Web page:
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Food pantry in Winslow helps its community fight food insecurity

The food pantry opened in March of 2020 because there was a need for it in the community. That need continued to grow as the pandemic swept through Maine.

WINSLOW, Maine — The Good Shepherd Food Bank distributes food to pantries across the state of Maine that support community members. One of those pantries is the Winslow Community Cupboard.

Located next to the Winslow Congregational Church in Winslow, it's open from 8 a.m. to noon and 4 to 6 p.m. on the second and fourth Thursdays each month. Bottiglierie said volunteers also are willing to make home deliveries for people who are unable to find transportation to the pantry.

The pantry first opened its doors in March of 2020. Bruce Bottiglierie and another member of the Winslow Congregational Church opened it because they saw there was a greater need to help people facing food insecurity. Bottiglierie said the only other pantry in their community is open for one day every month for one hour, and it wasn't enough. 

Bottiglierie said he originally intended for the food cupboard to serve the greater Winslow community, but as the pandemic progressed they began helping people who needed it all over Maine. 

He said they started off serving about 40 families. Just last week the pantry served 215 families. Last month alone, they distributed 50,000 pounds of food, Bottiglierie said.  

This pantry is different from the norm, in that it caters to its clients' wants and needs, he said. In doing so, they're also limiting food waste.

"We're not just pre-boxing food and giving it to someone, because we don't know if we're handing away food or wasting food that they don't eat or they're allergic to," Bottiglierie said.

Rebecca Adam of Winslow said she became the sole provider for her family during the pandemic. She said she first learned about the Winslow Community Cupboard through a friend of hers who volunteered there.

"I really like this pantry because I don't feel like a number," Adams said.

Adams said the volunteers always make her feel welcome and comfortable, and she appreciates the quality and quantity of food she's able to bring home to her teens.

"With the price of food rising, every other time I go to the grocery store meat is more expensive, to eat healthy it costs a lot," Adams said.

Bottiglierie felt strongly about starting this pantry because he experienced food insecurity growing up in New Jersey. As the son of a single parent, he said they relied on food banks.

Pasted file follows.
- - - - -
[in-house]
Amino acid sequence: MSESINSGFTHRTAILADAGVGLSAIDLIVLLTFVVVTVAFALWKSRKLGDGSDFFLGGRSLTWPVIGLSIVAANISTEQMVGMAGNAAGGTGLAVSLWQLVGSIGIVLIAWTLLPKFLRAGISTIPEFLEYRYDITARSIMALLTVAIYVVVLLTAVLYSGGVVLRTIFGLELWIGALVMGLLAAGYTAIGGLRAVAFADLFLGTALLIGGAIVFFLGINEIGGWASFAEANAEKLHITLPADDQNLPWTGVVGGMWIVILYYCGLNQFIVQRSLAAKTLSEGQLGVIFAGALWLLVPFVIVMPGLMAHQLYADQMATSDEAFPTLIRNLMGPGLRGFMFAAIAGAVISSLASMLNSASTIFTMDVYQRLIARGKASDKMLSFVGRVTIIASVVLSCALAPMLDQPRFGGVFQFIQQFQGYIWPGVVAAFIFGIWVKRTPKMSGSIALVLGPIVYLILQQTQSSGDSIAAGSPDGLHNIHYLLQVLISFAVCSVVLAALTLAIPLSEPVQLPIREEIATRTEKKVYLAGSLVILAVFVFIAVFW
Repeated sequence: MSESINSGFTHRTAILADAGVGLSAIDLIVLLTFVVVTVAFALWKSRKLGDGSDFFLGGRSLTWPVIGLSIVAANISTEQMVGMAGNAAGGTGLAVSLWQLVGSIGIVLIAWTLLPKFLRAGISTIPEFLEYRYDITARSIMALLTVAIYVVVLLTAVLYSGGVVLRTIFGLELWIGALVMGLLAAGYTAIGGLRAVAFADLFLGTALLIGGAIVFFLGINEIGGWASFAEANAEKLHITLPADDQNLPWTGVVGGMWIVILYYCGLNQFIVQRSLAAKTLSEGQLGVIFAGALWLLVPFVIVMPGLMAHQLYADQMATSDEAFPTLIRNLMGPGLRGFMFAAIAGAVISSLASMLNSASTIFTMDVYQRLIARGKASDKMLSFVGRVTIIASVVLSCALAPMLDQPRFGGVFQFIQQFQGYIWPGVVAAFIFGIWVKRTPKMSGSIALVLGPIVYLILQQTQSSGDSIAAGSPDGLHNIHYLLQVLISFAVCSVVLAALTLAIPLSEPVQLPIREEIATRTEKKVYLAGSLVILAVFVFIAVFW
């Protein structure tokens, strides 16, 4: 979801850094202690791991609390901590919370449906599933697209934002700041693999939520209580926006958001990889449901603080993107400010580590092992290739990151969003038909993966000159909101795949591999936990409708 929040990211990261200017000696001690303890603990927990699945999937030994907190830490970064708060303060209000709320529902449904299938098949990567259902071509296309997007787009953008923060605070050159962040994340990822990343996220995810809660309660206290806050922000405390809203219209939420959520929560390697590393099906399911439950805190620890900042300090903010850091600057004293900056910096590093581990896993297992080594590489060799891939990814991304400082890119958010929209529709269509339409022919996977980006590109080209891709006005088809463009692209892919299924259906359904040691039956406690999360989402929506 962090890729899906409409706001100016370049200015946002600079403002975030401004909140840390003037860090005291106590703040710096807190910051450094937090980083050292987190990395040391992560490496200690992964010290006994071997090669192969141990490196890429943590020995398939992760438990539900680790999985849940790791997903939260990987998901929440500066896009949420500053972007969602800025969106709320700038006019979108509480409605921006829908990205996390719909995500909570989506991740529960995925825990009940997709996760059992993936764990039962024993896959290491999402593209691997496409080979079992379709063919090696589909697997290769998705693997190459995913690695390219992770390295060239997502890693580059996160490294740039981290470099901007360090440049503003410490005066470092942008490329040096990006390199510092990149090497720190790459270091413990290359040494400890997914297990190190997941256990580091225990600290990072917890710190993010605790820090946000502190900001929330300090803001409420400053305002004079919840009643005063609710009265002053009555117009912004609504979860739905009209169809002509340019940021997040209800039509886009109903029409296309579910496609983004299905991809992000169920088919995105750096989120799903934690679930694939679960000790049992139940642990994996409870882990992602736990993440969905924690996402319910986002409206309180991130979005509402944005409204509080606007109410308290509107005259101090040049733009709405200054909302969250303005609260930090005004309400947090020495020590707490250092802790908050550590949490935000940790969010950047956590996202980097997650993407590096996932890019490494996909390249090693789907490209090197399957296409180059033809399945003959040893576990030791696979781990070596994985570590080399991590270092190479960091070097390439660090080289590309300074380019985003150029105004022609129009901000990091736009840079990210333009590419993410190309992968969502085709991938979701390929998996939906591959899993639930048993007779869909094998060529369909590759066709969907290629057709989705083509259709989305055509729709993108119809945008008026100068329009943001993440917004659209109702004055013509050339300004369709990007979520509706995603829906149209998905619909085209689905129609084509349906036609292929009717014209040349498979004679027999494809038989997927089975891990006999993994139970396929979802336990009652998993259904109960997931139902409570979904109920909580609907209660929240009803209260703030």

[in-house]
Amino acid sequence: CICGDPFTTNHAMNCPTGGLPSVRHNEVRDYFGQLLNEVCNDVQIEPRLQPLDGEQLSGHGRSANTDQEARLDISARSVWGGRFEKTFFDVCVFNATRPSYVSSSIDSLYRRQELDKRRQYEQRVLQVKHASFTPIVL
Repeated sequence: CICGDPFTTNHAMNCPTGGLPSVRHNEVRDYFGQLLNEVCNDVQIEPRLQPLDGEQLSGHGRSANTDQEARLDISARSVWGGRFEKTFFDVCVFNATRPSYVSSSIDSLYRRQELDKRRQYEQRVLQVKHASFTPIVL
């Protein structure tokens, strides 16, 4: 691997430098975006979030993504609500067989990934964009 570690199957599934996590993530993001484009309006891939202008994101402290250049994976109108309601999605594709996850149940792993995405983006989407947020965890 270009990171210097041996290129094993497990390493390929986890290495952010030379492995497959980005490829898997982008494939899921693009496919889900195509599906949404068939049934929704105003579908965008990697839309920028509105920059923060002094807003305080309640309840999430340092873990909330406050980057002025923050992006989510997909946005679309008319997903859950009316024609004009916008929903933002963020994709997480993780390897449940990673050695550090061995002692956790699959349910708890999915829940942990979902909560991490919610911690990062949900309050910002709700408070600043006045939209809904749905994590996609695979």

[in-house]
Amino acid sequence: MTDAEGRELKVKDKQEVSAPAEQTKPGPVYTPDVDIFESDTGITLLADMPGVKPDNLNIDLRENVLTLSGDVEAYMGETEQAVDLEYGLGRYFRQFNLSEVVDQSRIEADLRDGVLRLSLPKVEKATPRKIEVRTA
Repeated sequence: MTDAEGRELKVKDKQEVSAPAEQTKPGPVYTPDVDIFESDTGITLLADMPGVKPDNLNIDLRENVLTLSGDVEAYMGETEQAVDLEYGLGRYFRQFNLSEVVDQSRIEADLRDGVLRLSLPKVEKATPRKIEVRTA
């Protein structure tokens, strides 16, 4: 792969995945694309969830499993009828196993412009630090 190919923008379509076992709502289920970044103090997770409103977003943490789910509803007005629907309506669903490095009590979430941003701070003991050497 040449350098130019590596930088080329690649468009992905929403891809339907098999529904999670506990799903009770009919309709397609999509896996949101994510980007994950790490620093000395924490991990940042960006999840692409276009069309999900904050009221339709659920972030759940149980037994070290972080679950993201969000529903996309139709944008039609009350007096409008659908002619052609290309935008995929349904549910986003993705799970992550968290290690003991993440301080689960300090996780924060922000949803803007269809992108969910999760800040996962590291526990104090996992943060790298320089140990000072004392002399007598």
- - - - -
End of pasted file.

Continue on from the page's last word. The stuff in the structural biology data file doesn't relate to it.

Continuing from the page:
"I remember days of just eating one can of a vegetable as my dinner and not having anything in the pantries," Bottiglierie said.

Bottiglierie said they've nearly doubled the number of families they serve since this past December, and nearly half of them are over the age of 60.

The drive-thru operation works by having the clients first checking off what they need from a list of grocery options. Then the volunteers get to work, filling up boxes to complete their order. The boxes are then delivered to each car.

Adams said now that her children are teenagers, they care more about their image, so with the money she is able to save on buying groceries, she is able to use those funds to help them boost their closets. 

"If we can save a family $20-30 that they can put either extra in their oil tank or they can take their child out for an extra treat, then we've done our job," Bottiglierie said.

Bottiglierie said on any given Thursday they're open, they've had up to 25 volunteers helping out. He said a big part of that help comes from student volunteers at Temple Christian Academy in Waterville. Bottiglierie said the principal brings students to the pantry, and they stay for three hours to help load boxes and bring them out to the cars. 

The pantry relies strictly on donations, so any contribution helps. 

For those who need immediate food assistance, Bottiglierie said there's also a freedge, or free community fridge, located directly next to the pantry. It contains a number of food items for people to stop by and grab if they can't wait for the next Thursday the pantry opens. 

The freedge is open 3 to 6 p.m. Monday to Thursday, 10 a.m. to 6 p.m. Friday and Saturday, and 1 to 6 p.m. Sunday. People can also donate their food to the freedge if they don't want/need it and it hasn't expired.

Freedges are located across the globe, and there are three locations in Maine. To find the one closest to you, click here

There is also a soup kitchen open several days a week in the Winslow Congregational Church next door, known as the Stone Soup Cafe. It's open 11:30 a.m. to 1:30 p.m. Mondays, Thursdays, and Fridays.

To donate to the Winslow Community Cupboard, click here

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